At bit time 2, the information in instruction register bits 9-20 (CA) are taken to the arithmetic logic unit input B. The output of the arithmetic logic unit is loaded into the bus address register. At this time the bus address register bits 1-8 contain "0" and bus address register bits 9-20 contain instruction register bits 9-20 (CA). A start in (STIN) is requested (STCRT. COMP 2) and the bus control unit cycle is started. A bus wait signal is produced and the bit time counter is advanced to bit time 3.

At bit time 3, due to the bus wait signal, the bit time counter is inhibited. The address presently in the bus address register is presented to program memory and the contents of that address is taken to input A of the arithmetic logic unit from DAI line 25. The accumulator address is defined by instruction register bits 5-8 (ACY). The contents of the accumulator specified by IR bits 5-8 are presented to the input B of the arithmetic logic unit. Now the data on the A inputs of the ALU and the data on the B inputs of the ALU are compared. If the results of the comparison show that the two numbers are not equal the next sequential program instruction will be skipped. If they are equal the next sequential program instruction will be executed.

At bit time 4, the bit time counter is reset to 0 completing the end of the instruction. The full command sequence is shown in Table 3 below.

              Table 3______________________________________OP-1 CompareBITTIME  DATA TRANSFER    OPERATION______________________________________0     PAR→ BAR  PAR→ ALU A                  REQ. STIN                  SET FETCH                  ALU→ BAR                  F(A)→ FCT______________________________________1     DAI→ IR   DAI→ ALU A PAR+1→ PAR RESET FETCH ON BCUS                  ALU→ IR (BCUS)                  PAR+1→ PAR (BCUS)                  RESET FETCH (BCUS)                  F(A)→ FCT BEFORE BCUS                  F(B)→ FCT AFTER BCUS______________________________________2     CA→ BAR   CA→ ALU B REQUEST START    REQ. STIN BUS INPUT TRANSFER (STIN)  ALU→ BAR                  ACY→ ACC ADR______________________________________3     BUSWT (BUS WAIT) DAI→ ALU A IF DAI≠ ACY                  ACC→ ALU B PAR+1→ PAR                  F(A⊕B)→ FCT                  IF ALUA=B                  PAR+1→ PAR______________________________________4     RESET BTC        F(A)→ FCT                  BTO→ BTC______________________________________
OP-2 MASK

This instruction requires the central processor to mask (logical AND) a literal in the program with the contents in the specified accumulator. The literal is referenced by CA (IR bits 9-20) and the accumulator by ACY (IR bits 5-8). The result is then stored in ACY. The IR blocks are shown in FIG. 2c.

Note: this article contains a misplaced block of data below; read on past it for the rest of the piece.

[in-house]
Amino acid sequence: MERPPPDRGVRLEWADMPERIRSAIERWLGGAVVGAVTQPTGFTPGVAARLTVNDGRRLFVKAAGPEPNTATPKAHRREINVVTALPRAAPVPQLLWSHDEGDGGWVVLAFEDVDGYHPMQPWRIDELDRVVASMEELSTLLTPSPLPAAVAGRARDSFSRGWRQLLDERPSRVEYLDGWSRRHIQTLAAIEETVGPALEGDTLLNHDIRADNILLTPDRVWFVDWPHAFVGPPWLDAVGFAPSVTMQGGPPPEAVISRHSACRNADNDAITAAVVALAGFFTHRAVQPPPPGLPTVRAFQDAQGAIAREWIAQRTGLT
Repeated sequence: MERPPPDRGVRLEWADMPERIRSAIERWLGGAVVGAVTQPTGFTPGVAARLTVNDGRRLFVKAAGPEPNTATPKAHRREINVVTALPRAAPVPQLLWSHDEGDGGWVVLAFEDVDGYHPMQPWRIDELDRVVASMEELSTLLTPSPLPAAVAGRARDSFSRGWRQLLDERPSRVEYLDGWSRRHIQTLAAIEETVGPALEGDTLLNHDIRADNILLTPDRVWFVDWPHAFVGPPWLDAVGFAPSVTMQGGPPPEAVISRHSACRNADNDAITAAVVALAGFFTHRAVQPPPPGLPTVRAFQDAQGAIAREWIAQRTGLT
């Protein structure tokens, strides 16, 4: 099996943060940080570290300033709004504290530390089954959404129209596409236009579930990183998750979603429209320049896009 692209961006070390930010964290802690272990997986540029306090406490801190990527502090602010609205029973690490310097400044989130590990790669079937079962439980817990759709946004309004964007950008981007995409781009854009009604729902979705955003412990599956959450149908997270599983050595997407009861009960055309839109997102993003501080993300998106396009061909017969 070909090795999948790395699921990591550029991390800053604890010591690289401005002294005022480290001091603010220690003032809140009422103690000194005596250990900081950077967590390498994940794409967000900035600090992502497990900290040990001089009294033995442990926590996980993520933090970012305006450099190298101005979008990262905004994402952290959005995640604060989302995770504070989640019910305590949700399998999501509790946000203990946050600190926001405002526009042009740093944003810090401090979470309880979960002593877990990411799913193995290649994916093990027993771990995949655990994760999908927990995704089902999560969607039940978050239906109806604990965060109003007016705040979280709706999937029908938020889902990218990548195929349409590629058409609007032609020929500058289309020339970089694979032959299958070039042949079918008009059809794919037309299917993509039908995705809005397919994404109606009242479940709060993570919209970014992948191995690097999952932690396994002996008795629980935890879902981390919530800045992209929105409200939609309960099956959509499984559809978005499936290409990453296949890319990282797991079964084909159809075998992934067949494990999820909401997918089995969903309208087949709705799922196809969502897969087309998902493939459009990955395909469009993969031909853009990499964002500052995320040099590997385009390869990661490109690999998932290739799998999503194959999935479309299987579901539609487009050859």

On BT0 the address contained in the program address register is loaded into the bus address register through the arithmetic logic unit. A start bus input transfer is requested and the bit time counter is updated to BT1.

On BT1 the bit time counter is inhibited due to the bus wait signal. At this point in time the central processor is waiting for the input of data from the program memory. The data (DAI) lines 25 feeds the arithmetic logic unit at input A with the selected operational code and the operational code is then transferred through the ALU to output 22 where it is loaded into the instruction register. Instruction register now contains the operational code corresponding to the address previously defined by the program address register. The program address register is advanced by one count to the next address and the bit time counter is advanced to BT2.

At bit time 2, IR bits 9-20 (CA) are taken to the arithmetic logic unit at input B. The output of the arithmetic logic unit is then transferred into the bus address register. At this time, bus address register bits 1-8 contain "0" and bits 9-20 (CA). A start in is requested and the bus control unit cycle is started. The bit time counter is then advanced to BT3.

The address presently in the bus address register is presented to the program memory and the contents of that address is taken to input A of the arithmetic logic unit. The accumulator address is defined by instruction register bits 5-8 (ACY). The accumulator outputs are transferred to input B of the arithmetic logic unit. The arithmetic logic unit function is determined by instruction register bits 1-4. The output of the arithmetic logic unit now contains the result of the data at input A and the data at input B of the arithmetic logic unit inputs ANDed together. The output of the arithmetic logic unit is loaded into the arithmetic logic register and the bit time counter is advanced to bit time 4.